Microsoft Office Tutorials and References
In Depth Information
Creating and Editing Formulas
Comparisons of similar data types work as you would expect. For values—including
constants as well as references and formulas that evaluate to values—higher numbers are
greater than lower and positive numbers are greater than negative numbers. Dates can be
compared to other dates or to numbers. (For the technical reasons, see the discussion of
date serial numbers in “Date and Time Functions” on page 368.) Comparing text uses
alphabetical order, with letters before numbers and case ignored. (In other words, “District” and
“district” are considered equal.)
Concatenating Text
You can combine two or more text values to produce a single text value. What makes this
magic possible is the concatenation operator—an ampersand (&). A very common use of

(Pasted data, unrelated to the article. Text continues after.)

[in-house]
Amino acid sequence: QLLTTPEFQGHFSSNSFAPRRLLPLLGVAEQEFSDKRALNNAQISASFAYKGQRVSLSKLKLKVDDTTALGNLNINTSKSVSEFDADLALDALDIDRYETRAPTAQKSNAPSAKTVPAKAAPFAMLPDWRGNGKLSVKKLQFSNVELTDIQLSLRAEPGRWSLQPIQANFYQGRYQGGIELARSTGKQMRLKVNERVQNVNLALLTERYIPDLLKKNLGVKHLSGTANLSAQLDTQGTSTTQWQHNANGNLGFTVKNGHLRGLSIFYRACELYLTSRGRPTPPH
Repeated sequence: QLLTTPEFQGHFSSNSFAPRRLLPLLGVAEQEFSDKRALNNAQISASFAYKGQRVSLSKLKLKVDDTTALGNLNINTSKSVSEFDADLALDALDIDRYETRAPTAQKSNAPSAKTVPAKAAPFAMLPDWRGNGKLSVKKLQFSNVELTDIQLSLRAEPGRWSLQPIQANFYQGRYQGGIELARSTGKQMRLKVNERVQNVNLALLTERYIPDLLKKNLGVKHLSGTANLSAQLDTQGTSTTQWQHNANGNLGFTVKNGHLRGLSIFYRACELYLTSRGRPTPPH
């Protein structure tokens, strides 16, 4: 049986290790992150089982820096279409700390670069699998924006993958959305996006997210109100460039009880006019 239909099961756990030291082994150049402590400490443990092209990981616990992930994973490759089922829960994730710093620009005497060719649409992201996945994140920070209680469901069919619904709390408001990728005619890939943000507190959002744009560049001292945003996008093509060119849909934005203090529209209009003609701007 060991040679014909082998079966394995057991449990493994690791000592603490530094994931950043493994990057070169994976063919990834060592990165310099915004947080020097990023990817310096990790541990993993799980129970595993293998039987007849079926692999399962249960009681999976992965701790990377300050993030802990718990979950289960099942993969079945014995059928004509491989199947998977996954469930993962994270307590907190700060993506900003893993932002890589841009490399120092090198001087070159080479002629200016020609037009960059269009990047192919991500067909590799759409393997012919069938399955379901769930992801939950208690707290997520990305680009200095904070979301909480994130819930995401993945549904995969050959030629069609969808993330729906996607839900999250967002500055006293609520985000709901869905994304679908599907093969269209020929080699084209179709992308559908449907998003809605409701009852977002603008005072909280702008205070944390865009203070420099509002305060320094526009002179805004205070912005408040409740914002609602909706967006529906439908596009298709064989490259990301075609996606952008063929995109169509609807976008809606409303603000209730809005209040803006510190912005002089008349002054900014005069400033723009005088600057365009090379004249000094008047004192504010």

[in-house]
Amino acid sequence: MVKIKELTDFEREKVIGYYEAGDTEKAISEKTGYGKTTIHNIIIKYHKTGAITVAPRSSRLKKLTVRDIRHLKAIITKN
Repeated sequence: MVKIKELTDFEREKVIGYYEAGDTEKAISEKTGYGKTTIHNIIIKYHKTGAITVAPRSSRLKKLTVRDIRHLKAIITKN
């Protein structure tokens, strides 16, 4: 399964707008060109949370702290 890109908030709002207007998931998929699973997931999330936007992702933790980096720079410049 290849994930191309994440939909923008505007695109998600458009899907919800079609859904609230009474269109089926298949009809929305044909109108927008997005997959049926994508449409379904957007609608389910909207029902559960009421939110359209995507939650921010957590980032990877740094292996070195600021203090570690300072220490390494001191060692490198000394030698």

this operator is in address lists where first and last names are in separate columns. To
combine the names into a single cell, use a formula like the one shown here:
This sample uses two concatenation operators and illustrates that you can insert literal text
(like the space between the two names) as long as you enclose it in quotation marks. So,
if you have a list of opening and closing dates for a school, with one such date in cell C12,
you could convert it to a more readable text value by using the following formula:
="Closing day: "&TEXT(C12,"mmmm dd, yyyy")
The formula grabs the date from the referenced cell, reformats it, and appends the
introductory text. Compare the contents of the formula bar to the formula’s result, as displayed
in bold here:
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